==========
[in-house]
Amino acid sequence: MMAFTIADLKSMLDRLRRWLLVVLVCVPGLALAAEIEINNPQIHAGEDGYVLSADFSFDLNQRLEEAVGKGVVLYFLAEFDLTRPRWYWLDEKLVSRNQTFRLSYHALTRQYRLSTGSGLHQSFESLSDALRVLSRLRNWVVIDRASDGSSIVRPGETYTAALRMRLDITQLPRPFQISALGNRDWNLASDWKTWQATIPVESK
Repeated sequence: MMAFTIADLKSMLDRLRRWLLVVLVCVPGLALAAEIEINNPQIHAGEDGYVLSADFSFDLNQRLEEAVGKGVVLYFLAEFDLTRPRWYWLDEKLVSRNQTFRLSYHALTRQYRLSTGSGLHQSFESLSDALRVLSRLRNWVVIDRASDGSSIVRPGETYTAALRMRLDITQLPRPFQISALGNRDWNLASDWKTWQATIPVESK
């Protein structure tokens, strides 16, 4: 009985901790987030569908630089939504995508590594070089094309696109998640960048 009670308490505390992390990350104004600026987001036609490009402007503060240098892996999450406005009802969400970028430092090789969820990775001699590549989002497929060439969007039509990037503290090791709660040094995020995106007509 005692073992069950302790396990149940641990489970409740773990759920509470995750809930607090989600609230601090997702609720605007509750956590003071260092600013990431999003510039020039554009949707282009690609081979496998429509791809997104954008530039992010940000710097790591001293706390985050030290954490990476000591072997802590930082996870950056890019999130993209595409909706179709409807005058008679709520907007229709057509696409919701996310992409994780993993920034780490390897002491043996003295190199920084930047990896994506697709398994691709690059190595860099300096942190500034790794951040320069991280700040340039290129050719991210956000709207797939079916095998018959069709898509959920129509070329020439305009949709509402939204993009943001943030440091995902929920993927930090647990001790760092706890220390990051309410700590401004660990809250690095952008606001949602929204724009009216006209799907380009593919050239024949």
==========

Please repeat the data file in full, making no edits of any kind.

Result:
[in-house]
Amino acid sequence: MMAFTIADLKSMLDRLRRWLLVVLVCVPGLALAAEIEINNPQIHAGEDGYVLSADFSFDLNQRLEEAVGKGVVLYFLAEFDLTRPRWYWLDEKLVSRNQTFRLSYHALTRQYRLSTGSGLHQSFESLSDALRVLSRLRNWVVIDRASDGSSIVRPGETYTAALRMRLDITQLPRPFQISALGNRDWNLASDWKTWQATIPVESK
Repeated sequence: MMAFTIADLKSMLDRLRRWLLVVLVCVPGLALAAEIEINNPQIHAGEDGYVLSADFSFDLNQRLEEAVGKGVVLYFLAEFDLTRPRWYWLDEKLVSRNQTFRLSYHALTRQYRLSTGSGLHQSFESLSDALRVLSRLRNWVVIDRASDGSSIVRPGETYTAALRMRLDITQLPRPFQISALGNRDWNLASDWKTWQATIPVESK
């Protein structure tokens, strides 16, 4: 009985901790987030569908630089939504995508590594070089094309696109998640960048 009670308490505390992390990350104004600026987001036609490009402007503060240098892996999450406005009802969400970028430092090789969820990775001699590549989002497929060439969007039509990037503290090791709660040094995020995106007509 005692073992069950302790396990149940641990489970409740773990759920509470995750809930607090989600609230601090997702609720605007509750956590003071260092600013990431999003510039020039554009949707282009690609081979496998429509791809997104954008530039992010940000710097790591001293706390985050030290954490990476000591072997802590930082996870950056890019999130993209595409909706179709409807005058008679709520907007229709057509696409919701996310992409994780993993920034780490390897002491043996003295190199920084930047990896994506697709398994691709690059190595860099300096942190500034790794951040320069991280700040340039290129050719991210956000709207797939079916095998018959069709898509959920129509070329020439305009949709509402939204993009943001943030440091995902929920993927930090647990001790760092706890220390990051309410700590401004660990809250690095952008606001949602929204724009009216006209799907380009593919050239024949």